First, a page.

To pass ownership of real estate assets to someone else after your death, you must go through probate if you own a house or business. Unless something else is expressly stated in writing (e.g., joint tenancy), real property always requires formal probate proceedings in California, even when you have a will and designate someone else as the beneficiary.

 

Decedents Who Didn’t Leave Wills

If someone passes away intestate, they tend to have died without a will. As there are no instructions from the deceased, the heirs cannot determine what property and to whom to distribute it. Hiring an attorney to determine who gets what and when it is due may be necessary.

 

Heirs Who Are Minors

Minor (under 18) needs an attorney to represent them in court since they cannot do so independently. During probate, the court appoints a guardian ad litem (GAL) to protect the minor heirs’ interests.

 

When To Pay Debts

When some debts or assets must pass, probate is also necessary. You will also need to file a probate to distribute assets if you have transferred assets during your life or have a trust.

 

The Contesting of a Will

As a result of contesting the validity of a will in court, probate proceedings will also occur. The executor may need an estate planning lawyer’s assistance in this situation. As well as representing the client’s interests during court hearings, the attorney can provide legal advice.

 

What Are the Circumstances When Probate Is Not Necessary?

Most states have simplified procedures for transferring assets from small estates. Which only requires signing a sworn statement. In estates with less than a certain value, probate is not necessary.

The following types of assets don’t need probate because they are usually automatically transferred:

  • Joint ownership or co-ownership (Joint Ownership with Surviving Rights)
  • Existing assets with a valid beneficiary (i.e., retirement accounts)
  • Assets with a payable-on-death provision (POD) or transferable-on-death provision (TOD)
  • A living trust’s assets
  • Valid beneficiaries on life insurance
  • Beneficiaries of valid pensions
  • Property ownership in other forms (such as community property)
  • Depending on the state inheritance law (like vehicles), certain other assets may also pass through an affidavit of survivorship.
  • A contract (such as a business buy-sell agreement)

Various factors may determine whether or not you need probate, including the estate asset thresholds that vary from state to state. View our resources page for more information, and contact a trusted professional if you have any further questions.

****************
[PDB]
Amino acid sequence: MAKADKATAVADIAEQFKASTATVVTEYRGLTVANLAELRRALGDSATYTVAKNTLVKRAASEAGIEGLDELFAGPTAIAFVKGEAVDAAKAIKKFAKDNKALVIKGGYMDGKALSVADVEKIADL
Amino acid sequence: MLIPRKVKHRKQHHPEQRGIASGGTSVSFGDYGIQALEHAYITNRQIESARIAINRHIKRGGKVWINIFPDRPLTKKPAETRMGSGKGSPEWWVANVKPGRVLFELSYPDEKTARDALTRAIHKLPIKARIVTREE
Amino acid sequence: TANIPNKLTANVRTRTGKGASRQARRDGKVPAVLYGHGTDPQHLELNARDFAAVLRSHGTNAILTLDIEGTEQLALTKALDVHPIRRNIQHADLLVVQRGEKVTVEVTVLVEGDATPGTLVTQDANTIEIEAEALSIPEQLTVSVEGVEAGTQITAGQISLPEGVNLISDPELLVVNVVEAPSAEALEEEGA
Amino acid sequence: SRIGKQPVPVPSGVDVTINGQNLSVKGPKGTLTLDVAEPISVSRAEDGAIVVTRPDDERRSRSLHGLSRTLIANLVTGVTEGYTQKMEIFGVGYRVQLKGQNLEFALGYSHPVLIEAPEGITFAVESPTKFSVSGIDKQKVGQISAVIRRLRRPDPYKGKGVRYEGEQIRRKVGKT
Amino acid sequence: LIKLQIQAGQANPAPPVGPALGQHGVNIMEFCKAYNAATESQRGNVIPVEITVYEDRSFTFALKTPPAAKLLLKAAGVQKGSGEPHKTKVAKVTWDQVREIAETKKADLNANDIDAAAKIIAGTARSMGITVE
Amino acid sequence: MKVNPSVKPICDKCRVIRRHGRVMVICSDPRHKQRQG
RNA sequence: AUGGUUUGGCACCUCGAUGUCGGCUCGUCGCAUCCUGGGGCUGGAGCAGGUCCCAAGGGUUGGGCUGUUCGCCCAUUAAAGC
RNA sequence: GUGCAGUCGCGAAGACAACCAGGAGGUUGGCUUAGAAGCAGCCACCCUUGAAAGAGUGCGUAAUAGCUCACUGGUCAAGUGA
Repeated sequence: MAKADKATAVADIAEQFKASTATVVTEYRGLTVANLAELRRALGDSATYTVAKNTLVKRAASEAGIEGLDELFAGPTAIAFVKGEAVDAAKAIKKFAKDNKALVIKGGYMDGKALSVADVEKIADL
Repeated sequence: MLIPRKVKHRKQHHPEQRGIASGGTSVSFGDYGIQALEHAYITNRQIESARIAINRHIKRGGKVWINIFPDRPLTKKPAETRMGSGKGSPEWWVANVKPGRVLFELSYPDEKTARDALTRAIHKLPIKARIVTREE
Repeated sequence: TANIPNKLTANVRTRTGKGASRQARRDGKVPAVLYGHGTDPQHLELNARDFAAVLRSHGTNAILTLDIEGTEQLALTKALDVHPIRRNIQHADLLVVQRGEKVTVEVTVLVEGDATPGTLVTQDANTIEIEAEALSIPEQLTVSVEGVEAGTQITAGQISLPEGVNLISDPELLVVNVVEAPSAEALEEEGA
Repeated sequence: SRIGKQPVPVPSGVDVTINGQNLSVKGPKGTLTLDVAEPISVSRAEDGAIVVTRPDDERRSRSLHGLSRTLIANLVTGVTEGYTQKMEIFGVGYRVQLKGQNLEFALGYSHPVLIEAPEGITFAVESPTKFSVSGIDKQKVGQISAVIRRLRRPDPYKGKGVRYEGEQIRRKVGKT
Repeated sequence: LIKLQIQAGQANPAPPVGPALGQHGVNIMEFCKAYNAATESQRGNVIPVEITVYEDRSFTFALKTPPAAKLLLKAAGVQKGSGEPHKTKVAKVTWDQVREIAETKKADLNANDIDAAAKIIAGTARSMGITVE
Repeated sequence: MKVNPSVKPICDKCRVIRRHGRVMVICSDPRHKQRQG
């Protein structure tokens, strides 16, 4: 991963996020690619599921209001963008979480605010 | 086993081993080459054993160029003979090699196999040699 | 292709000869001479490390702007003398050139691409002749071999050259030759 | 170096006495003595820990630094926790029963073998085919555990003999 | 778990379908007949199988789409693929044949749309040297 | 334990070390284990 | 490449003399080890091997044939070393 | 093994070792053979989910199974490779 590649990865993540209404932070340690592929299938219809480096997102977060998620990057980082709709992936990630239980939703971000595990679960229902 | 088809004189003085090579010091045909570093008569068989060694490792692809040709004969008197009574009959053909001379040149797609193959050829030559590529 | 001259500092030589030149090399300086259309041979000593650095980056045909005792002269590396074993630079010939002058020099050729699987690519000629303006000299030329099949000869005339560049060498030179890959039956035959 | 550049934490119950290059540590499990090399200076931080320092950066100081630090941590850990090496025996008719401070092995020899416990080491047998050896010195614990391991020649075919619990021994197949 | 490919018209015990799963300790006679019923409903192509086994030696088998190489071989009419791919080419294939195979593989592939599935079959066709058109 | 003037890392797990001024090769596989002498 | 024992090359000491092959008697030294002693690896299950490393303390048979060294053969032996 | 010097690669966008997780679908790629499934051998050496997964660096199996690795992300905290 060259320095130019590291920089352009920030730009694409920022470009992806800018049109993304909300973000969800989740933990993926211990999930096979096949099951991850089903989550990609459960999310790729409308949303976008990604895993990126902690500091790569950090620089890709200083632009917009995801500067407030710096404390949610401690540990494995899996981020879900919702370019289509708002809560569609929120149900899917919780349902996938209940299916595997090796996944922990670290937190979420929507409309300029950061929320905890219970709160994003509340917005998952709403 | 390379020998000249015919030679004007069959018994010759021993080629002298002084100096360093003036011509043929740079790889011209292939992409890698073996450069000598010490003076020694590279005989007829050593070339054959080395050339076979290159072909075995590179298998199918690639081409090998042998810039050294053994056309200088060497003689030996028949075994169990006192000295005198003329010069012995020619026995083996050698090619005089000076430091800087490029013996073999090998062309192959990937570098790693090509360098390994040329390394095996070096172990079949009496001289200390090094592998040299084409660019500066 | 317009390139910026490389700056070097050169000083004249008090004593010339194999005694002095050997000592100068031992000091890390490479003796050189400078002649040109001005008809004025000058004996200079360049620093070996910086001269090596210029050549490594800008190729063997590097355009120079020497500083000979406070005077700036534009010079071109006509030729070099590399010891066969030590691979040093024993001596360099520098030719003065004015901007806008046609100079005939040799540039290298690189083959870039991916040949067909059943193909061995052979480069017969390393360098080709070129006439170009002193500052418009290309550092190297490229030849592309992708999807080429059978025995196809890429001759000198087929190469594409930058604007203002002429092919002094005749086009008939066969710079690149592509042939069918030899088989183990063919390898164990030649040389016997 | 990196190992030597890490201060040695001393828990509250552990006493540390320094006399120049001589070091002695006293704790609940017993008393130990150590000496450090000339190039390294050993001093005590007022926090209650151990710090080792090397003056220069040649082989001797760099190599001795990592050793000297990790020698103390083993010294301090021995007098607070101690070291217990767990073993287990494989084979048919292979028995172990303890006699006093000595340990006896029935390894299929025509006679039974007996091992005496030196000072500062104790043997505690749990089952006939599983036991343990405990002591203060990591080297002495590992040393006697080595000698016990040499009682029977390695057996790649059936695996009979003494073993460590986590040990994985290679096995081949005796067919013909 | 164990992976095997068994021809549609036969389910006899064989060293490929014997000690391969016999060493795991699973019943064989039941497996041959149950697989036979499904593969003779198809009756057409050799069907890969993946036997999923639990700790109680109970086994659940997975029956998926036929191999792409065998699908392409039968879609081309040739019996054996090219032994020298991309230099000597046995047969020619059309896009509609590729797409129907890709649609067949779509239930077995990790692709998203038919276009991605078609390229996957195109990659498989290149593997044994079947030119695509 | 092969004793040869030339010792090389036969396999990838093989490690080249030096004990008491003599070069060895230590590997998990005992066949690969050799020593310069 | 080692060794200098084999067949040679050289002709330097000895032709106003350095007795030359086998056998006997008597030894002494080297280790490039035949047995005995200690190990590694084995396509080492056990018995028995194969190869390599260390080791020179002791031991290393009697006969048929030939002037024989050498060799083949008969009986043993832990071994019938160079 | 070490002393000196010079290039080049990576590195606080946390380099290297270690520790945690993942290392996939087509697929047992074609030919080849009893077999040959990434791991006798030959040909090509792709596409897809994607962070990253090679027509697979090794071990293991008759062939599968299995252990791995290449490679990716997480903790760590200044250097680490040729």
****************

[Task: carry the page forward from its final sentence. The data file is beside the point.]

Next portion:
Some Reasons Why Probate Is a Bad Idea

The probate process is one of the necessary steps in handling an estate after someone passes away. But there are ways to avoid the probate process altogether in California. However, why would it be better to avoid this process? It would be better to avoid probating an estate for several reasons.

 

Probate is expensive

The process of probate occurs in the probate courts. This often means hiring and paying a probate attorney and an executor/administrator to assist with the various steps. Furthermore, you must pay the court fees throughout the process, which leads to thousands of fees you could have avoided if you didn’t need probate.

 

Probate delays the administration of estates.

A court is responsible for overseeing all actions taken by the heirs and beneficiaries, meaning there can be a substantial delay between death and when assets are received.

 

Probate exposes private information.

For your privacy, you should keep some information private, so you should not allow the probate process to take place. This includes your assets, their value, and who is designated to inherit them.

 

You lose control of the probate process.

Having an estate go through probate entrusts those decisions to the courts. A judge appointed by the courts will decide property distributions.

Keeping costs low and keeping privacy, control, and timeliness in an estate administration is attainable by avoiding probate in California.

 

Probate: How to Avoid It

Planning carefully can prevent probate from occurring entirely. For some, this means reducing legal fees and avoiding estate taxes, which can take away significant amounts from wealthy estates. Since some records may not be publicly available, avoiding probate can protect privacy.